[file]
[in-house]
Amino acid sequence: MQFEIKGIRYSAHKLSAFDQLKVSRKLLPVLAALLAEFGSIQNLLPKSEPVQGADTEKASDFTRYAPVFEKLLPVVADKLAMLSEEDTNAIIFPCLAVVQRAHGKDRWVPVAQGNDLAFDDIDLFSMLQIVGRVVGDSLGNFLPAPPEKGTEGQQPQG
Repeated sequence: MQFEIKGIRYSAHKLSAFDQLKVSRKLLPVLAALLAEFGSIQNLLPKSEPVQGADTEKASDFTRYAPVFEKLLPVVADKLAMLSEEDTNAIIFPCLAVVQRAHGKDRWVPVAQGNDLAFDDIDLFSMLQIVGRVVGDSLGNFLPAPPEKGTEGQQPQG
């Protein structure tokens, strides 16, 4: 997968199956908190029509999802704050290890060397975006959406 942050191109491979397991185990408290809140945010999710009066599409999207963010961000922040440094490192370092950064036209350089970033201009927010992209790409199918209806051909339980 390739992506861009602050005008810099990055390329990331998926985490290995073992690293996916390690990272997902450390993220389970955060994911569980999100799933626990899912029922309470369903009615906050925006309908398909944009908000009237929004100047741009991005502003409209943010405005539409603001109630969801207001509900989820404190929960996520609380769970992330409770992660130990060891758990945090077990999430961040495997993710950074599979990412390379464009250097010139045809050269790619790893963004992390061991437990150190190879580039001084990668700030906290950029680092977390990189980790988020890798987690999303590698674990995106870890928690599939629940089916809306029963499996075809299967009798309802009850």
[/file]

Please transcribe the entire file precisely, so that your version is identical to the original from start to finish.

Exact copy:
[in-house]
Amino acid sequence: MQFEIKGIRYSAHKLSAFDQLKVSRKLLPVLAALLAEFGSIQNLLPKSEPVQGADTEKASDFTRYAPVFEKLLPVVADKLAMLSEEDTNAIIFPCLAVVQRAHGKDRWVPVAQGNDLAFDDIDLFSMLQIVGRVVGDSLGNFLPAPPEKGTEGQQPQG
Repeated sequence: MQFEIKGIRYSAHKLSAFDQLKVSRKLLPVLAALLAEFGSIQNLLPKSEPVQGADTEKASDFTRYAPVFEKLLPVVADKLAMLSEEDTNAIIFPCLAVVQRAHGKDRWVPVAQGNDLAFDDIDLFSMLQIVGRVVGDSLGNFLPAPPEKGTEGQQPQG
């Protein structure tokens, strides 16, 4: 997968199956908190029509999802704050290890060397975006959406 942050191109491979397991185990408290809140945010999710009066599409999207963010961000922040440094490192370092950064036209350089970033201009927010992209790409199918209806051909339980 390739992506861009602050005008810099990055390329990331998926985490290995073992690293996916390690990272997902450390993220389970955060994911569980999100799933626990899912029922309470369903009615906050925006309908398909944009908000009237929004100047741009991005502003409209943010405005539409603001109630969801207001509900989820404190929960996520609380769970992330409770992660130990060891758990945090077990999430961040495997993710950074599979990412390379464009250097010139045809050269790619790893963004992390061991437990150190190879580039001084990668700030906290950029680092977390990189980790988020890798987690999303590698674990995106870890928690599939629940089916809306029963499996075809299967009798309802009850």